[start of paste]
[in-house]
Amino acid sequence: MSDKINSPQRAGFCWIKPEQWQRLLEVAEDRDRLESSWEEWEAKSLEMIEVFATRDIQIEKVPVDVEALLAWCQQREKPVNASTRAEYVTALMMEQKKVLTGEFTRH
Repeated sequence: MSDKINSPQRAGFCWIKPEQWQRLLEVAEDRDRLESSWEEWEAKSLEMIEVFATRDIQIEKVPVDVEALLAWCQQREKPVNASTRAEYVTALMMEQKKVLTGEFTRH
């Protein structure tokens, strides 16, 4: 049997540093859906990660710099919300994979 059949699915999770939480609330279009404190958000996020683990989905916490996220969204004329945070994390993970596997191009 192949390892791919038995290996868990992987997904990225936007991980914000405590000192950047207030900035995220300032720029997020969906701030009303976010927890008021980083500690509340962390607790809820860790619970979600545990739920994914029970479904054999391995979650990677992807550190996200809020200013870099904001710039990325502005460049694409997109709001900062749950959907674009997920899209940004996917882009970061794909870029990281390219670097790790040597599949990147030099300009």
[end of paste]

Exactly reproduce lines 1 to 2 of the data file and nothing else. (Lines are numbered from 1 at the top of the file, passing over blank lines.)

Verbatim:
[in-house]
Amino acid sequence: MSDKINSPQRAGFCWIKPEQWQRLLEVAEDRDRLESSWEEWEAKSLEMIEVFATRDIQIEKVPVDVEALLAWCQQREKPVNASTRAEYVTALMMEQKKVLTGEFTRH